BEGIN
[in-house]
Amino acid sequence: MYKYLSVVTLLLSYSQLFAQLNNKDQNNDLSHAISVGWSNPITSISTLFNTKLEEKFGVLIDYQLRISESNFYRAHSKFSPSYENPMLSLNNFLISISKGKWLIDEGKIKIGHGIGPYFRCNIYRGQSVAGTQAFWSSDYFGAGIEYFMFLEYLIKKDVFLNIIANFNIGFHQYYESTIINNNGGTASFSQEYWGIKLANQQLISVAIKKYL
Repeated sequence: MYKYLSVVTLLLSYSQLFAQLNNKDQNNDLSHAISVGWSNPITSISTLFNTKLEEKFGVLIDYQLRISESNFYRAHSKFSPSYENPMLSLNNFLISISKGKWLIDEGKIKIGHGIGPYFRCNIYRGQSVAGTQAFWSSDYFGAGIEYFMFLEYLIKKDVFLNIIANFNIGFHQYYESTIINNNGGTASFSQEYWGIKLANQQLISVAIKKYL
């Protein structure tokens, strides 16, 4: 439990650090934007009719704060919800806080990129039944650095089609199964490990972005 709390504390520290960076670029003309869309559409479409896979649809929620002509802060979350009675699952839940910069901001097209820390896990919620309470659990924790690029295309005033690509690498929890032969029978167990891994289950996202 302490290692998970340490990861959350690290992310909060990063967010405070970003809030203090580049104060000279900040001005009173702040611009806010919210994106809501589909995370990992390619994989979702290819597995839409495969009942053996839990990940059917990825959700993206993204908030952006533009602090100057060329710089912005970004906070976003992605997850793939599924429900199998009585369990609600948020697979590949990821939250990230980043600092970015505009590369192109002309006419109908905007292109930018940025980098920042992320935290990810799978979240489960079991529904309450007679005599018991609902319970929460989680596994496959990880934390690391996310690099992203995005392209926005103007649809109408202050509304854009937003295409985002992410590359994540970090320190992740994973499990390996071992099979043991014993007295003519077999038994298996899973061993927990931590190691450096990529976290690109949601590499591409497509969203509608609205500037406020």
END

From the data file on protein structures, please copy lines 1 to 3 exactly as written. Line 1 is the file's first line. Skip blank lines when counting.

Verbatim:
[in-house]
Amino acid sequence: MYKYLSVVTLLLSYSQLFAQLNNKDQNNDLSHAISVGWSNPITSISTLFNTKLEEKFGVLIDYQLRISESNFYRAHSKFSPSYENPMLSLNNFLISISKGKWLIDEGKIKIGHGIGPYFRCNIYRGQSVAGTQAFWSSDYFGAGIEYFMFLEYLIKKDVFLNIIANFNIGFHQYYESTIINNNGGTASFSQEYWGIKLANQQLISVAIKKYL
Repeated sequence: MYKYLSVVTLLLSYSQLFAQLNNKDQNNDLSHAISVGWSNPITSISTLFNTKLEEKFGVLIDYQLRISESNFYRAHSKFSPSYENPMLSLNNFLISISKGKWLIDEGKIKIGHGIGPYFRCNIYRGQSVAGTQAFWSSDYFGAGIEYFMFLEYLIKKDVFLNIIANFNIGFHQYYESTIINNNGGTASFSQEYWGIKLANQQLISVAIKKYL